If you shook hands with someone today, chances are they didn’t wash their paws properly after using the bathroom, according to a study by researchers at Michigan State University.
The new study, published in the Journal of Environmental Health, found that only 5 percent of people who used the bathroom washed their hands long enough to kill the germs that can cause infections.
Additionally, 33 percent of people didn’t use soap, and 10 percent didn’t wash their hands at all, researchers found. The study was based on observations of 3,749 people in public restrooms.
“These findings were surprising to us because past research suggested that proper hand washing is occurring at a much higher rate,” said Carl Borchgrevink, associate professor of hospitality and business and lead investigator on the study.
Dr. Dale Gordineer, a family practitioner at Doctors Care Aiken Mall, said he is not surprised by the study’s findings.
“For the most part, if they don’t just walk out, they just run (their hands) under the water for a little bit,” he said. One of the most commonly spread infections due to improper hand washing is conjunctivitis, Gordineer said. That is an infection of the eye that can be easily transmitted by someone touching their eye, then a common object such as a door knob. Others could touch that door knob and then their eyes, transmitting the disease.
Upper respiratory infections are another common ailment that can stem from lack of proper hand washing, Gordineer said.
“There are diseases that are carried in stool and urine,” said Julie Kappes, a pediatric nurse practitioner for the Margaret J. Weston Community Health Center in Clearwater. “There are diseases carried in stool that, if people have it on their hands, they can contaminate door knobs, food – anything they touch.”
The “right” way to wash your hands is to wet them using clean running water (it doesn’t matter if it’s warm or cold), according to Gordineer. He cited a recommendation by the Centers for Disease Control and Prevention to rub your hands together for 40 to 60 seconds while washing them.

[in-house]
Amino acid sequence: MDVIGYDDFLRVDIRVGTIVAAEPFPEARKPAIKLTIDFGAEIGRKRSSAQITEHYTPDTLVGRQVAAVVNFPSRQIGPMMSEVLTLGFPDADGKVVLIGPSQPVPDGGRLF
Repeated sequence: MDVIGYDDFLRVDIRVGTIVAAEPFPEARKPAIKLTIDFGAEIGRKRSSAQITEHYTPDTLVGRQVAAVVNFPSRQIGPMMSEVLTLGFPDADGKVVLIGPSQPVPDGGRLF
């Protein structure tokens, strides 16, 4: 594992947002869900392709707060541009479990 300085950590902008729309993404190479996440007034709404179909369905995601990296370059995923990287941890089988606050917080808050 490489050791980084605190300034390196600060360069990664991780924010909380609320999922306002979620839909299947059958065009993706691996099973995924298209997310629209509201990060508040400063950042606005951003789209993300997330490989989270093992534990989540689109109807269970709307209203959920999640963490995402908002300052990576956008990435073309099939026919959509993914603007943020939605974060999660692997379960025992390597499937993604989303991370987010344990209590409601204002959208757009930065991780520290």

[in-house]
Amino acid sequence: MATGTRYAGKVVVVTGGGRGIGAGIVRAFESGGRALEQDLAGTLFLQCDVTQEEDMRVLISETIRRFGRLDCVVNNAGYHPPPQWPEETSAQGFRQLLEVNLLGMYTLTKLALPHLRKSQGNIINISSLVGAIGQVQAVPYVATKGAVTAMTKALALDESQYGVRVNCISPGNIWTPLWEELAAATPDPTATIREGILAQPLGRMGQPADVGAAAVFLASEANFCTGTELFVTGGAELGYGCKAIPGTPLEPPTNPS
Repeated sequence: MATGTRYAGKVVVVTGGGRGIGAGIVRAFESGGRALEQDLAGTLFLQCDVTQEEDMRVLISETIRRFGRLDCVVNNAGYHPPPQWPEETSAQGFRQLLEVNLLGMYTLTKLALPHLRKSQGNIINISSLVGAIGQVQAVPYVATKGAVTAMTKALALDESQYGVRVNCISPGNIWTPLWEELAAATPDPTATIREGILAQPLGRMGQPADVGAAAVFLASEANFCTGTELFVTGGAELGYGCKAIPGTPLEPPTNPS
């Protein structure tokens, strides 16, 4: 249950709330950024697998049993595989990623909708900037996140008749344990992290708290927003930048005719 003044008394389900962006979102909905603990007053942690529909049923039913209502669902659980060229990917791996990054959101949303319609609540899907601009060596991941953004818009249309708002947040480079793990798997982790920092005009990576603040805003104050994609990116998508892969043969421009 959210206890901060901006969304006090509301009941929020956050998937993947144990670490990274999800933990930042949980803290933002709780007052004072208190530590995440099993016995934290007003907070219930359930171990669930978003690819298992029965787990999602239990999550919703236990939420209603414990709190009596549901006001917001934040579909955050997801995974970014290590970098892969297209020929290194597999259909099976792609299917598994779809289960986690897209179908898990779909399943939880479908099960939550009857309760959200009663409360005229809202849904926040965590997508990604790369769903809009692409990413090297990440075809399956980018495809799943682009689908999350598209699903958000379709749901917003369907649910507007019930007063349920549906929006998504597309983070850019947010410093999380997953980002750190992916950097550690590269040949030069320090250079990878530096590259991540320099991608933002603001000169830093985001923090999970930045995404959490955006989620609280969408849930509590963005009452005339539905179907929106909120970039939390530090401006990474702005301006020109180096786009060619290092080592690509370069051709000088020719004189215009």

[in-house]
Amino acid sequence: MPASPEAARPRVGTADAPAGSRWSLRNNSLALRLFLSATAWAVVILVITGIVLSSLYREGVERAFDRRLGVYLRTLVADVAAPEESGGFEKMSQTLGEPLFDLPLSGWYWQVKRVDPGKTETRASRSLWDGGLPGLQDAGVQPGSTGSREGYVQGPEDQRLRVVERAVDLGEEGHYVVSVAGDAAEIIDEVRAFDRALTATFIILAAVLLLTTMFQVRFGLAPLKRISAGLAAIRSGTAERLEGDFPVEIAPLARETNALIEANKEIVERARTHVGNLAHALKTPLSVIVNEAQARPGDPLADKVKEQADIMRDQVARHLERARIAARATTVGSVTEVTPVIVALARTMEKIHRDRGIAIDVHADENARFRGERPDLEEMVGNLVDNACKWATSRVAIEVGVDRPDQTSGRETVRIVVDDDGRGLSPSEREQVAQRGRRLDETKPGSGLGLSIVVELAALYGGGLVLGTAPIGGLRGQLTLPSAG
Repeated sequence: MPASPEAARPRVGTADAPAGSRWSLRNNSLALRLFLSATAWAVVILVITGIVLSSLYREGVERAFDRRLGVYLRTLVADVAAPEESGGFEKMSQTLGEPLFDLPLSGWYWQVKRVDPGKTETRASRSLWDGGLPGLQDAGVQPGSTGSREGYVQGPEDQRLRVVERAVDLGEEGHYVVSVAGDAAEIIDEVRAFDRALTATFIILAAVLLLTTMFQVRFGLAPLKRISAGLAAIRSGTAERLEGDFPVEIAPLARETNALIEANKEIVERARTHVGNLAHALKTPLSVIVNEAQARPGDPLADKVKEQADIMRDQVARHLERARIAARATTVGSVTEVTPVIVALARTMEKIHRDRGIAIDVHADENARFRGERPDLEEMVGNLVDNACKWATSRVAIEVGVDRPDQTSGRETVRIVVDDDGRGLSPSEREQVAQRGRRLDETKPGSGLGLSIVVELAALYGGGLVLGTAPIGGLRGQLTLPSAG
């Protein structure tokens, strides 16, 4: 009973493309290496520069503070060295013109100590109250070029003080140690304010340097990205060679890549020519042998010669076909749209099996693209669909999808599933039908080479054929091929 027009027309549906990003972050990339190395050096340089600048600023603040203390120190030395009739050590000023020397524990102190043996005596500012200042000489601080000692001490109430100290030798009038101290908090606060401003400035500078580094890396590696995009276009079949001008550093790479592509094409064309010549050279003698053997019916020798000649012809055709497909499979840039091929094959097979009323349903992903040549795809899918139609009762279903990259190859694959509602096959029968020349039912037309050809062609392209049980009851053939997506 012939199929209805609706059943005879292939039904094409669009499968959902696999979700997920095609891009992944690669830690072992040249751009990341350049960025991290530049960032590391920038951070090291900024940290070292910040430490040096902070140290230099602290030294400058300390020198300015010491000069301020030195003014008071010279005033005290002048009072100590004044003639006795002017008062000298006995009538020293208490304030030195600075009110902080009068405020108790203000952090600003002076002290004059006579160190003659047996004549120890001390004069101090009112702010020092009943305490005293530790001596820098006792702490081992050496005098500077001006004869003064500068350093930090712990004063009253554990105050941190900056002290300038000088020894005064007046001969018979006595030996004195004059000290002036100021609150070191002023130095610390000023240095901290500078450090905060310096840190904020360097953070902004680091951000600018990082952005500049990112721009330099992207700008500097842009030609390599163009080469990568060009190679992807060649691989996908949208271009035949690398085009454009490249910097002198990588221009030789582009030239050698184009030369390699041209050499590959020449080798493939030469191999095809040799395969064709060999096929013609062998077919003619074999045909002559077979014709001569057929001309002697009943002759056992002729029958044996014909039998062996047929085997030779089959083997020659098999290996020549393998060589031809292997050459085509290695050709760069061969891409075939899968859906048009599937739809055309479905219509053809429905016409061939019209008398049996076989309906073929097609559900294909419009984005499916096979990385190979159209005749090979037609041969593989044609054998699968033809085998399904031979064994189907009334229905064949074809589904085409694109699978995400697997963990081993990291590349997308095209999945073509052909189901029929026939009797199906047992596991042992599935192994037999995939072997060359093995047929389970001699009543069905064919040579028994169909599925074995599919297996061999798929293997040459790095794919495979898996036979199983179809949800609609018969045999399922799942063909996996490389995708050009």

The study found that people are only washing their hands, on average, for about six seconds.
“Another thing that doesn’t matter is the type of soap you use,” he said. “If you’re using soap and water and a proper technique, it doesn’t matter if you use antibacterial soap or not. Antibacterial soap can lead to resistance to germs and actually cause a worsening of spread of germs in the long run.”
While rubbing your hands together, make sure you clasp your fingers and palms together; also, rub each palm to the back of the other hand, Gordineer said.
Don’t forget to scrub under your fingernails.
“One of the biggest carriers of germs is under the fingernails,” Gordineer said.
After rinsing with running water, dry with a clean towel or air dryer.
If you don’t have soap or water, waterless hand sanitizer is a good alternative. Gordineer said to make sure the solution is at least 60 percent alcohol. Additionally, hand sanitizer doesn’t carry the same risk to build resistance that antibacterial soap does, he said.
For more information, visit www.cdc.gov/handwashing.
Teddy Kulmala covers the crime beat for the Aiken Standard and has been with the newspaper since August 2012. He is a native of Williston and majored in communication studies at Clemson University.